2) Mental health resilience. Many children have a high chance of developing mental health problems because they are at high familial risk (e.g. parent with recurrent depression), because of early neurodevelopmental vulnerability, or because they have experienced profound social adversity (e.g. orphanhood or maltreatment). Many children in high-risk groups develop mental health problems, but some show remarkably positive outcomes. Identifying modifiable protective factors that can optimize mental health outcomes for high-risk children is important because it can help identify new targets for prevention and intervention. My research uses longitudinal population and high-risk studies to identify novel protective factors, to better understand underlying resilience mechanisms, and to provide answers on how best to optimize lifelong outcomes.

3) Time trends in child and adolescent mental health. My long-standing research in this area focuses on secular trends in young people's mental health using unselected population-based cohorts. This focuses on tracking prevalence trends, on changes in the long-term outcomes for children with mental health problems, and on reasons that explain (or not) trends in mental health. Key findings are that youth anxiety and depression have become substantially more common, that children with mental health problems today fare less well socially and educationally, and have a poorer mental health prognosis, and that social mental health inequalities have increased.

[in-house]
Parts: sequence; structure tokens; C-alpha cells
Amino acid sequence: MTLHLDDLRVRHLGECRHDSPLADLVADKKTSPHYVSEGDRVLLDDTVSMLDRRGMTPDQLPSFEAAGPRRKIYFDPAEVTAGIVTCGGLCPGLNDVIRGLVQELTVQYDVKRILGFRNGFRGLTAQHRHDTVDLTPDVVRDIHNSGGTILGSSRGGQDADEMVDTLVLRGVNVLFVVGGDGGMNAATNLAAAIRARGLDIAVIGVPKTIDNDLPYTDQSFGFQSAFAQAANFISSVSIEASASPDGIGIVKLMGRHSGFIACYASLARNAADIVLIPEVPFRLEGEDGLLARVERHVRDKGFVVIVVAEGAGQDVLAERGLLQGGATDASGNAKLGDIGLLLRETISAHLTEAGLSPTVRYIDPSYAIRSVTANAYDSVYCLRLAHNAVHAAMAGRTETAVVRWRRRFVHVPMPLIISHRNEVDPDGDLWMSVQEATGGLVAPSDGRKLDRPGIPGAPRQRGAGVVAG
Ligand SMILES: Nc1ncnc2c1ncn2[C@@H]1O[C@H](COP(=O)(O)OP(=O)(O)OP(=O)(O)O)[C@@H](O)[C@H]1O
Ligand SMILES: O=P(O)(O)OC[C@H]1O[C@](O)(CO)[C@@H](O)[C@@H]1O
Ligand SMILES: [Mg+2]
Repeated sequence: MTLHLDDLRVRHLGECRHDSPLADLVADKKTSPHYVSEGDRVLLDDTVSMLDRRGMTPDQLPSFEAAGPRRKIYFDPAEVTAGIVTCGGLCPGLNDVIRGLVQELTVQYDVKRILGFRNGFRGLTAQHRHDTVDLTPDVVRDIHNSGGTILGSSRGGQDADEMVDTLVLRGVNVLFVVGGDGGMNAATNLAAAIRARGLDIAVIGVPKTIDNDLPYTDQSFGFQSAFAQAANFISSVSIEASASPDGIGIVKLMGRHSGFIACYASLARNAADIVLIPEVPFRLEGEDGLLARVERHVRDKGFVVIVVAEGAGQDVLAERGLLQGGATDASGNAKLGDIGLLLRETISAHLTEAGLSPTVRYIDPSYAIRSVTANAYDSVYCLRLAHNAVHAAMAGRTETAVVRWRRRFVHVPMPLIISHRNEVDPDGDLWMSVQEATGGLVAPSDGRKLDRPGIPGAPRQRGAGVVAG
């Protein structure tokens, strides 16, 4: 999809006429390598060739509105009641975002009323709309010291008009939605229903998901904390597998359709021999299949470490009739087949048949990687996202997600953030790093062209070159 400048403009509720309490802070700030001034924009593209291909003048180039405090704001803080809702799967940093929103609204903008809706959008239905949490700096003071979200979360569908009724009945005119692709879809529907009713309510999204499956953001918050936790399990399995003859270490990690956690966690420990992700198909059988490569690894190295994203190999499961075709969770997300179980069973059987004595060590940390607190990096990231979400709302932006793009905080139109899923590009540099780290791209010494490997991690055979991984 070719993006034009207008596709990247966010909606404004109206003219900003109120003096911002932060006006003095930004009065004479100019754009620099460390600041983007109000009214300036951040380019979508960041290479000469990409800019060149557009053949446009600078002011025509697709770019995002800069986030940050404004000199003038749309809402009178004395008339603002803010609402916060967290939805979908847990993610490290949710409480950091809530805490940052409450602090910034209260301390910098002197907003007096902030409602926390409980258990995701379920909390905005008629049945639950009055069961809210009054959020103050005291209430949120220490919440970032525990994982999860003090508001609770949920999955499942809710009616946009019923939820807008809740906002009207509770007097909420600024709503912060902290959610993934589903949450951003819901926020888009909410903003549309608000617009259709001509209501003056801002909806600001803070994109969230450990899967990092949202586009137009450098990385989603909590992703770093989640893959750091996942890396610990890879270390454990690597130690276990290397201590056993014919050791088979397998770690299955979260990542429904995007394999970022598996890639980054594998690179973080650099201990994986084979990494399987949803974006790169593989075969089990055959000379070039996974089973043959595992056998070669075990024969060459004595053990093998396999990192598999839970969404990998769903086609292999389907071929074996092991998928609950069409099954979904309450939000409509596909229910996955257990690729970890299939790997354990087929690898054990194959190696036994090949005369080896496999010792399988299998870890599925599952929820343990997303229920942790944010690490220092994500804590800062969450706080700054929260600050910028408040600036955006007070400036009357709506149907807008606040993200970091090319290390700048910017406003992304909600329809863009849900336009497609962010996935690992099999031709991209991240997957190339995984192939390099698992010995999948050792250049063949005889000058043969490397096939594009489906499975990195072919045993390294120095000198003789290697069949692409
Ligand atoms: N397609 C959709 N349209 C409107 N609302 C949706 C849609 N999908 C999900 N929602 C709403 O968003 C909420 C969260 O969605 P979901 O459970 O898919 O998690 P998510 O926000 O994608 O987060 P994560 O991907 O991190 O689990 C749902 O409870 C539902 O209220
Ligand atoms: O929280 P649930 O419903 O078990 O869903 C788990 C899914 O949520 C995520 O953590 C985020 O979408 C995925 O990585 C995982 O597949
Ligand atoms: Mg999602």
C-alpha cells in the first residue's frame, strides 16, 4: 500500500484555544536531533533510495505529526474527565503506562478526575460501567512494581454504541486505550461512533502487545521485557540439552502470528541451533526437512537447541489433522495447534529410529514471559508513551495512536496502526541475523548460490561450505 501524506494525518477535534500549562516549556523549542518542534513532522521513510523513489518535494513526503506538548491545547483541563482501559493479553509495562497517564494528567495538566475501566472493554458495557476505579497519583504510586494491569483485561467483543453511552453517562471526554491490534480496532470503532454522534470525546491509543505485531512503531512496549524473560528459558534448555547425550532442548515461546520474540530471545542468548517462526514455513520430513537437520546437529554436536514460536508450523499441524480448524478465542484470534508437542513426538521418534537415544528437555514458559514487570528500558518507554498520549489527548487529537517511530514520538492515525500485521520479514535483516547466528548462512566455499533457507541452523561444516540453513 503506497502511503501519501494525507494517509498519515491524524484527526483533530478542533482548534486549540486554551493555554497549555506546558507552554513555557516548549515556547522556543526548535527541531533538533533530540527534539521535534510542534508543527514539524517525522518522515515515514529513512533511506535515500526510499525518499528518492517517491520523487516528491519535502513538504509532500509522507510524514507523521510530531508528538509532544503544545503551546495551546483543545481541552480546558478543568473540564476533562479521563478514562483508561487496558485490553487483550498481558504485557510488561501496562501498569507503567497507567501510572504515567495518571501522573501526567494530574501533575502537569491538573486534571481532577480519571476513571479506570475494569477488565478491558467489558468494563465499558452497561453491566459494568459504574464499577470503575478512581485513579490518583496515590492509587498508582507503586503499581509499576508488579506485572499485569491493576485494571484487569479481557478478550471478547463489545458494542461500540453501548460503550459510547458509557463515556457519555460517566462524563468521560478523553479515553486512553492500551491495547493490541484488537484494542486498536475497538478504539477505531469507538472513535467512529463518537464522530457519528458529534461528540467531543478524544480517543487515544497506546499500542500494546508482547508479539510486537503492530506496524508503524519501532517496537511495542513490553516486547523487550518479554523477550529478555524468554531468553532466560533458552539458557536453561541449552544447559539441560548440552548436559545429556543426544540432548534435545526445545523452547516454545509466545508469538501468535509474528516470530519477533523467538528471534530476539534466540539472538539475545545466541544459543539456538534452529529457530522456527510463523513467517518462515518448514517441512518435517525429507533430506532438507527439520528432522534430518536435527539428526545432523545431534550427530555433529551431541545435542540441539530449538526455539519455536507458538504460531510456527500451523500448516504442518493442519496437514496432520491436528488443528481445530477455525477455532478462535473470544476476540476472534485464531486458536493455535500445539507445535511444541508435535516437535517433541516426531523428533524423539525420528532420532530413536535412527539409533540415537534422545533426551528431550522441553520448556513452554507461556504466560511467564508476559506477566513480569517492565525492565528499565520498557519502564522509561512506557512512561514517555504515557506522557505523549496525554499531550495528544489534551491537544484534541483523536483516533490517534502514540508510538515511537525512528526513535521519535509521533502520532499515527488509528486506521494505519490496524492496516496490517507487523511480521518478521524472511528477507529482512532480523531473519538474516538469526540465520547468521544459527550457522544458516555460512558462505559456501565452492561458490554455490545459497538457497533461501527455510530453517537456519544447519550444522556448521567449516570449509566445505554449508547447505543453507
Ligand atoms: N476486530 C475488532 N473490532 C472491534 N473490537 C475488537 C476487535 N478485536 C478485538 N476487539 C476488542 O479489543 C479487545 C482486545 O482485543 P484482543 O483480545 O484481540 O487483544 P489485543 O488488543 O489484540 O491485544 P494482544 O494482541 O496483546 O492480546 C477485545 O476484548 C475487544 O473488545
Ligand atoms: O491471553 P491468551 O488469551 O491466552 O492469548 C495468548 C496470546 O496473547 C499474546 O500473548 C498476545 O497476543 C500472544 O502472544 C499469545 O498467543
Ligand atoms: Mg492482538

4) Mental health in schools. New research is aiming to understand the interplay of genetic and environmental risk and protective factors that shape children's mental health and wellbeing. I lead a new MRC funded study, Mental wellbeing in Adolescence: Genes and Environment Study (MAGES), that aims to promote mental health research in schools. We aim to engage young people, their parents and schools in mental wellbeing research in order to advance our understanding of youth mental health and in order to help promote positive mental health in schools.


Selected publications: